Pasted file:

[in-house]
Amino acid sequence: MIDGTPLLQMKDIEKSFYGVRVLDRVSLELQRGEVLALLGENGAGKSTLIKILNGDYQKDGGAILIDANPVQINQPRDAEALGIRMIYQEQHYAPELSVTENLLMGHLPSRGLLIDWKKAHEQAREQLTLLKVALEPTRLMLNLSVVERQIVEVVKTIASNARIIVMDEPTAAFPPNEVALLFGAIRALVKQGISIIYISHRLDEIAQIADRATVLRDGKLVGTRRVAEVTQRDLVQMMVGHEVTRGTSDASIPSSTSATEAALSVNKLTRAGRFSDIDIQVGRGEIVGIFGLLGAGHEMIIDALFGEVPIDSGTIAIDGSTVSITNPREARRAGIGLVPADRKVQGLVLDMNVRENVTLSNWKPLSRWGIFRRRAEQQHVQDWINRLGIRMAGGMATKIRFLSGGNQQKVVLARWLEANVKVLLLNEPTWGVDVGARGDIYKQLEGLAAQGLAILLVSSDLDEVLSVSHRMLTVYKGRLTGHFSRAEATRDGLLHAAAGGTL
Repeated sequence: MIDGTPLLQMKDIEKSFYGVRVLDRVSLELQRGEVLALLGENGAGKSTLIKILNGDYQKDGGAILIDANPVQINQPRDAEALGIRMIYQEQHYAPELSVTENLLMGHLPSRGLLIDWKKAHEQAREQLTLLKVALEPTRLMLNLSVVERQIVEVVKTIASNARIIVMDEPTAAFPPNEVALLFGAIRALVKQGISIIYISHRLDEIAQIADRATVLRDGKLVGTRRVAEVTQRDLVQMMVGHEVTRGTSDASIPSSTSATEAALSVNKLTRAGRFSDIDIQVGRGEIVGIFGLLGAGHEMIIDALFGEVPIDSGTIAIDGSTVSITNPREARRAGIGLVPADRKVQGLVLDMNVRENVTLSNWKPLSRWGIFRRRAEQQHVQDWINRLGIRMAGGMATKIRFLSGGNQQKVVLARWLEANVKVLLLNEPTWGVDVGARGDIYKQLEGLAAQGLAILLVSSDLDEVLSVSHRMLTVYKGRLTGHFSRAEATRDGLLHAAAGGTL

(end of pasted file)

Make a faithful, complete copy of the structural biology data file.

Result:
[in-house]
Amino acid sequence: MIDGTPLLQMKDIEKSFYGVRVLDRVSLELQRGEVLALLGENGAGKSTLIKILNGDYQKDGGAILIDANPVQINQPRDAEALGIRMIYQEQHYAPELSVTENLLMGHLPSRGLLIDWKKAHEQAREQLTLLKVALEPTRLMLNLSVVERQIVEVVKTIASNARIIVMDEPTAAFPPNEVALLFGAIRALVKQGISIIYISHRLDEIAQIADRATVLRDGKLVGTRRVAEVTQRDLVQMMVGHEVTRGTSDASIPSSTSATEAALSVNKLTRAGRFSDIDIQVGRGEIVGIFGLLGAGHEMIIDALFGEVPIDSGTIAIDGSTVSITNPREARRAGIGLVPADRKVQGLVLDMNVRENVTLSNWKPLSRWGIFRRRAEQQHVQDWINRLGIRMAGGMATKIRFLSGGNQQKVVLARWLEANVKVLLLNEPTWGVDVGARGDIYKQLEGLAAQGLAILLVSSDLDEVLSVSHRMLTVYKGRLTGHFSRAEATRDGLLHAAAGGTL
Repeated sequence: MIDGTPLLQMKDIEKSFYGVRVLDRVSLELQRGEVLALLGENGAGKSTLIKILNGDYQKDGGAILIDANPVQINQPRDAEALGIRMIYQEQHYAPELSVTENLLMGHLPSRGLLIDWKKAHEQAREQLTLLKVALEPTRLMLNLSVVERQIVEVVKTIASNARIIVMDEPTAAFPPNEVALLFGAIRALVKQGISIIYISHRLDEIAQIADRATVLRDGKLVGTRRVAEVTQRDLVQMMVGHEVTRGTSDASIPSSTSATEAALSVNKLTRAGRFSDIDIQVGRGEIVGIFGLLGAGHEMIIDALFGEVPIDSGTIAIDGSTVSITNPREARRAGIGLVPADRKVQGLVLDMNVRENVTLSNWKPLSRWGIFRRRAEQQHVQDWINRLGIRMAGGMATKIRFLSGGNQQKVVLARWLEANVKVLLLNEPTWGVDVGARGDIYKQLEGLAAQGLAILLVSSDLDEVLSVSHRMLTVYKGRLTGHFSRAEATRDGLLHAAAGGTL